On December 11 and December 18, 2008, the Department of Public Instruction received a complaint under state and federal special education law from XXXXX against the Milwaukee Public Schools (MPS). This is the departments decision regarding that complaint. The issue is whether the district, during the 2008-2009 school year, ensured an individualized education program (IEP) team properly determined services for a student with a disability.
On December 10, 2008, an IEP team met to determine continuing eligibility, develop an annual IEP, and determine continuing placement for a child with a disability. The students grandmother attended the IEP team meeting with a child advocate. The IEP team determined the student continued to meet the criteria for a speech and language disability and did not meet the criteria for other health impairment and specific learning disabilities. The IEP team discussed the students grandmothers concerns about the students delays in reading and math, which is documented in the students IEP. The IEP includes a description of the students present levels of educational performance indicating how the student learns and the students learning abilities including reading, math and learning needs. IEP team members, including the students grandmother, recall discussing the reading curriculum Language! and determining the student would continue in her regular education reading curriculum in the regular education environment. The IEP provides that the student will be involved full-time in the general education curriculum. The student would be removed from participation with nondisabled peers in regular education classes for specialized instruction in speech and language thirty minutes three times a week.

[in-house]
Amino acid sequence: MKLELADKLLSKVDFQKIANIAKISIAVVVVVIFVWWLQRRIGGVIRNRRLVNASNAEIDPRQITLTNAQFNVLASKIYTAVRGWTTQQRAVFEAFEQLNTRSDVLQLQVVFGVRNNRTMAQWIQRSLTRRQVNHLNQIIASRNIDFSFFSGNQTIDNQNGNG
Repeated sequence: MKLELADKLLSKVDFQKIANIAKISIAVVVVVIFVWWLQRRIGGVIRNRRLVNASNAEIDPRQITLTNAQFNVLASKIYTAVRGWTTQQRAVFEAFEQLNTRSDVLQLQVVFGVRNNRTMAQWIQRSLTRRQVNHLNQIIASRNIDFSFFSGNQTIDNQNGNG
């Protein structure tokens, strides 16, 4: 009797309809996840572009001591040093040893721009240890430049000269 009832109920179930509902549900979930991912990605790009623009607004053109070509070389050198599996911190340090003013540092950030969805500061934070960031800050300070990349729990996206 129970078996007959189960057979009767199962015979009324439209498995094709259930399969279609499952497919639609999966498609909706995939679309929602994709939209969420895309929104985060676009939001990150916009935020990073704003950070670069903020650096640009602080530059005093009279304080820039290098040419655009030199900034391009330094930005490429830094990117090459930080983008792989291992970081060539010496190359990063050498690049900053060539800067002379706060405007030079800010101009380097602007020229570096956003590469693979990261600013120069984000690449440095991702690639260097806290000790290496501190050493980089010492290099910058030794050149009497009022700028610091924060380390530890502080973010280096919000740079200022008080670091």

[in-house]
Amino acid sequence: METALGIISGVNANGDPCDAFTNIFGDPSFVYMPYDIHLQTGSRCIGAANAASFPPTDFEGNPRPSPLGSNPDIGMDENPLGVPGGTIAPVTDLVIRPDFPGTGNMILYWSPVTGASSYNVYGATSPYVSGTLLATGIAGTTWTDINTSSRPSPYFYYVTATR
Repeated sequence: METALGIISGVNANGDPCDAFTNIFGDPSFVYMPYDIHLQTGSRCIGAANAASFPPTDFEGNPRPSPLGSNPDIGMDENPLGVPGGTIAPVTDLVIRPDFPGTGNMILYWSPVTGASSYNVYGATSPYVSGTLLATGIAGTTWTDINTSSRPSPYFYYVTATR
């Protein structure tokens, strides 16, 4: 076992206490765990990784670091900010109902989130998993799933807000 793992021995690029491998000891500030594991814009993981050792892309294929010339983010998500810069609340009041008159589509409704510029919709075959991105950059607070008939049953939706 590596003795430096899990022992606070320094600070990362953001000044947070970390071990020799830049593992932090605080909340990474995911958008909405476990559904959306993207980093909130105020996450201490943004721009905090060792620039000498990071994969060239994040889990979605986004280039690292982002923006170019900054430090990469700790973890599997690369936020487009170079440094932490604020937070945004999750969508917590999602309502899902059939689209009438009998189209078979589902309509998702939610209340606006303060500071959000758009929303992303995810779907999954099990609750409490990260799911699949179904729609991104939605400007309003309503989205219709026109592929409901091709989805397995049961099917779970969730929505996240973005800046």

On January 15, 2009, the students grandmother requested an IEP team meeting to review and revise her granddaughters IEP and consider adding enrollment in the Language! reading curriculum. On January 30, an IEP team met to review and revise the students IEP, determine continuing placement, and to discuss the Language! reading program. The childs grandmother participated in the IEP team meeting by telephone and a child advocate attended the meeting in person. IEP team members including the students grandmother recall discussing the reading curriculum, Language!, and the students present reading performance. The IEP team determined the student would continue in her regular education reading curriculum in the regular education environment. The IEP team reviewed the students progress in reading, including passing progress monitoring checks, and determined the student was making significant progress in the regular education curriculum. The IEP team properly determined services for the student based on the identified needs of the child.
This concludes our review of this complaint, which we are closing.
//signed CST 2/2/09
Carolyn Stanford Taylor
Assistant State Superintendent
Division for Learning Support: Equity and Advocacy